|System: DS||Review Rating Legend|
|Dev: Tecmo||1.0 - 1.9 = Avoid||4.0 - 4.4 = Great|
|Pub: Tecmo||2.0 - 2.4 = Poor||4.5 - 4.9 = Must Buy|
|Release: Nov. 18, 2008||2.5 - 2.9 = Average||5.0 = The Best|
|Players: 1-2||3.0 - 3.4 = Fair|
|ESRB Rating: Everyone||3.5 - 3.9 = Good|
by Jonathan Marx
Gamers of my generation wax poetic about the little football game that could. Tecmo Bowl for the NES and Super Tecmo Bowl for SNES were titles that did a remarkable job of capturing the essence of football in their 8 and 16-Bit packages, respectively. I played Tecmo Bowl for hours on end until my cousin and I figured out that we could just drop our QB back about 15-20 yards from the line of scrimmage and launch a Hail Mary for an easy six every time. Regardless, we still loved the game and remember it fondly.
Well, Tecmo's football classic is back, this time for DS, with 32 teams to choose from, great online capabilities, all the stat-tracking and roster-manipulating features you could want, and customizable playbooks with a total of eight plays per team! This polished, true-to-form, arcade-like experience from yesteryear is by far the most impressive in the series. However, gamers who can't fall back on nostalgic flashes of 8-bit sprites and pixelated, stop-action celebration sequences may wonder why anyone would buy this game.
Regardless, there is a lot of retro-gaming fun jam-packed into Tecmo Bowl: Kickoff for the DS. This faithful recreation of the series with a few modern touches is both challenging and engaging. The classic Tecmo Bowl gameplay is 100% intact. There are only a few plays to choose from, so breaking down an offense or a defense is simply a matter of cat and mouse; call the play, get a sack, fool the defense, get a first down. There's very little in the way of strategy. Also, Tecmo Bowl conventions like QBs barking out "Hut, hut, hut, hut, hut " interminably until the player on defense selects their favorite defensive sprite, switching between receivers by cycling through them with a single button, and making defenders miss a tackle by repeatedly mashing the A button are still all part and parcel of Kickoff.
However, players are never fully in control and will frequently have to overcome cheap turnovers and power moves dealt out randomly by the fickle whim of the unjust A.I. Often, players will fumble the ball for no apparent reason at crucial moments. Also, silly stop-animation images will flash across the screen, depicting events that are completely out of your control. If you think you can rely on wide-open receivers to make a play, guess again. The fact that players have no control over specific outcomes may discourage modern gamers. All players really can do is improve execution and get their team into generally good positions to win games. Regardless of the utter simplicity, decidedly dated mechanics, and often cheap A.I., the game is still remarkably fun.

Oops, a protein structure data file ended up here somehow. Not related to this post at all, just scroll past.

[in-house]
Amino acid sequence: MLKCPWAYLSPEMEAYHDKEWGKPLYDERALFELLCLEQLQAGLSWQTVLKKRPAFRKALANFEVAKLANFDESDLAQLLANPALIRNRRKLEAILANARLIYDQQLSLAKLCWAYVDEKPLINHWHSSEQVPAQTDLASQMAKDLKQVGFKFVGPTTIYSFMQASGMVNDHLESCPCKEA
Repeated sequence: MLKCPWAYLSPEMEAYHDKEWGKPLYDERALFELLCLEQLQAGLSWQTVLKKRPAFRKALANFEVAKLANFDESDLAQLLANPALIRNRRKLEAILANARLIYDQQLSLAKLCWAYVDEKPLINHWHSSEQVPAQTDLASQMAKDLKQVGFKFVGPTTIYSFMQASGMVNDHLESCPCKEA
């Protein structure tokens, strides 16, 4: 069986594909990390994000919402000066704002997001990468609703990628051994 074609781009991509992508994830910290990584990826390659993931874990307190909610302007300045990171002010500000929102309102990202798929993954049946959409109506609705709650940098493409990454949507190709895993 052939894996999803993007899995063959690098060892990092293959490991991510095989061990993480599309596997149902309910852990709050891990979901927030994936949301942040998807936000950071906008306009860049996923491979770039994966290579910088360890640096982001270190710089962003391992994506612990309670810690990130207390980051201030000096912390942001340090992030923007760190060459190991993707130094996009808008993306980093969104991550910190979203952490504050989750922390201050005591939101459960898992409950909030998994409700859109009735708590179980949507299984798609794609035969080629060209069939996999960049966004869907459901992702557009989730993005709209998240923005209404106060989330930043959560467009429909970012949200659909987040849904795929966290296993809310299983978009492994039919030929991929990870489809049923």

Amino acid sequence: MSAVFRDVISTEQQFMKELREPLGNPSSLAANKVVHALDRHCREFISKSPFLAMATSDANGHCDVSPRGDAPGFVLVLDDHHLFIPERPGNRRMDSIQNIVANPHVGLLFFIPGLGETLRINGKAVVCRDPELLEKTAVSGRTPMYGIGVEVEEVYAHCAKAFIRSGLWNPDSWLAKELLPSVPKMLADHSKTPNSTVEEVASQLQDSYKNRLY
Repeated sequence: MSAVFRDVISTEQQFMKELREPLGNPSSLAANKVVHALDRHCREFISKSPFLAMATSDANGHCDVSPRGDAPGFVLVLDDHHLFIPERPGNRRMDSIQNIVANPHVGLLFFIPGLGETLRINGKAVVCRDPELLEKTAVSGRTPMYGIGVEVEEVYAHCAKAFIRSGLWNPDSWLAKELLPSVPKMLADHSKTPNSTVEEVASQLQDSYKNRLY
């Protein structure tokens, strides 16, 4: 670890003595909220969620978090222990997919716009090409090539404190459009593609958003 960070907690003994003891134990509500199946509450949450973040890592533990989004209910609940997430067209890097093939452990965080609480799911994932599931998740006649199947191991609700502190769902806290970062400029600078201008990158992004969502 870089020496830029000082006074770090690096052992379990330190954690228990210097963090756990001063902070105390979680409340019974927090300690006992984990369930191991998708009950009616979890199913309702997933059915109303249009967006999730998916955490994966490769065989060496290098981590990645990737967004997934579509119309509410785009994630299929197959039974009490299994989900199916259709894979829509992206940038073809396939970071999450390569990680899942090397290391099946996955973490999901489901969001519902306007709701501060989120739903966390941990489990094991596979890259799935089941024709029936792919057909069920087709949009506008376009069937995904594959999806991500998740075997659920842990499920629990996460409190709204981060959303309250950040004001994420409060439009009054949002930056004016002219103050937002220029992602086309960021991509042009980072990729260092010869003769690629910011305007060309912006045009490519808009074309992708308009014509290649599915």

Subtle nuances, like the ability to customize all 32 rosters, is a nice touch. Players can take the time to mirror the actual NFL by renaming and re-stating-out all the players and positions in the roster editor. However, taking teams like the Chicago Chinooks up against the likes of the LA Supercocks is charming in its own right. Players can also beef up their squad overtime and fiddle with the playbooks to tweak them in just right.
There are just a handful of modes of play in Kickoff. Of course, players can participate in a one-off Quick Game, head into Single Play, or hop online to play against friends and unknowns through local wireless or the Nintendo Wi-Fi Connection (NWFC) in Multi Play mode. Single Play allows you to play in a Preseason match - essentially another one-off practice option, Season Mode - complete with in-depth stat-tracking, lengthy schedule, player trading, and conference rankings, and the All Star Bowl, which allows you to create an all-star team and play a match. As you can probably tell, the real meat of this title is found in its Season feature. Season is a compelling mode that players will likely play over and over again until they get through it undefeated. Unfortunately, the Season mode can't be played with or against other people. So, if you were hoping for competitive league play via NWFC, you'll be disappointed.
Thankfully, Multi Play is still substantial in spite of the lack of cooperative and competitive league play. Players can challenge buddies locally through a wireless connection or get matched to players from around the world via the NWFC. These competitive versus matches definitely bring out this title's shine. Jawing with friends while playing this retro sports title is truly fun. If your friends devoted a lot of time to the Season mode, there is even a player trading function you can take advantage of. On the other hand, playing unknown opponents online provides for a steep challenge and can be quite frustrating, especially when I imagine it's some Tween on the other side of the country kicking my butt at a game I had mastered long before they were born. Needless to say, this can make online matches feel pretty long. Moreover, if you do start spanking a few of these brats, chances are they'll turn off the game before you have the ability to actually obtain victory. Still, the online features are a nice component and matching is a breeze.